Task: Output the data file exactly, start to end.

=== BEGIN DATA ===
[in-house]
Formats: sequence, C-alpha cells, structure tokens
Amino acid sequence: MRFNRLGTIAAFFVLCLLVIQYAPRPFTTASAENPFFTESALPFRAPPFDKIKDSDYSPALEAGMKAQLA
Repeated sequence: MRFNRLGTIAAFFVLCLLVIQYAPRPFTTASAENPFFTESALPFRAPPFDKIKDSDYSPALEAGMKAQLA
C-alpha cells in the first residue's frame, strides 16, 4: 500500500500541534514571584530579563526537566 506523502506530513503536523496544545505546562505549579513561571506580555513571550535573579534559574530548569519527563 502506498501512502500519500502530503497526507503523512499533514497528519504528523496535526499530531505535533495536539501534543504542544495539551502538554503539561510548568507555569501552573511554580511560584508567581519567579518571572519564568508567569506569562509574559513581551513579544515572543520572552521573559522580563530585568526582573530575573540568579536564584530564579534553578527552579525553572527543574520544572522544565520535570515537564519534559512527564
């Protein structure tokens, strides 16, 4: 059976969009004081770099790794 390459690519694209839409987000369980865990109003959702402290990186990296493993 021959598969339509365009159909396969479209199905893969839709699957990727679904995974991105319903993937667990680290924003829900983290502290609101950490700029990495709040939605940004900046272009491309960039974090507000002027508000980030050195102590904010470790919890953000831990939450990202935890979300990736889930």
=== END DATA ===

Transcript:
[in-house]
Formats: sequence, C-alpha cells, structure tokens
Amino acid sequence: MRFNRLGTIAAFFVLCLLVIQYAPRPFTTASAENPFFTESALPFRAPPFDKIKDSDYSPALEAGMKAQLA
Repeated sequence: MRFNRLGTIAAFFVLCLLVIQYAPRPFTTASAENPFFTESALPFRAPPFDKIKDSDYSPALEAGMKAQLA
C-alpha cells in the first residue's frame, strides 16, 4: 500500500500541534514571584530579563526537566 506523502506530513503536523496544545505546562505549579513561571506580555513571550535573579534559574530548569519527563 502506498501512502500519500502530503497526507503523512499533514497528519504528523496535526499530531505535533495536539501534543504542544495539551502538554503539561510548568507555569501552573511554580511560584508567581519567579518571572519564568508567569506569562509574559513581551513579544515572543520572552521573559522580563530585568526582573530575573540568579536564584530564579534553578527552579525553572527543574520544572522544565520535570515537564519534559512527564
């Protein structure tokens, strides 16, 4: 059976969009004081770099790794 390459690519694209839409987000369980865990109003959702402290990186990296493993 021959598969339509365009159909396969479209199905893969839709699957990727679904995974991105319903993937667990680290924003829900983290502290609101950490700029990495709040939605940004900046272009491309960039974090507000002027508000980030050195102590904010470790919890953000831990939450990202935890979300990736889930």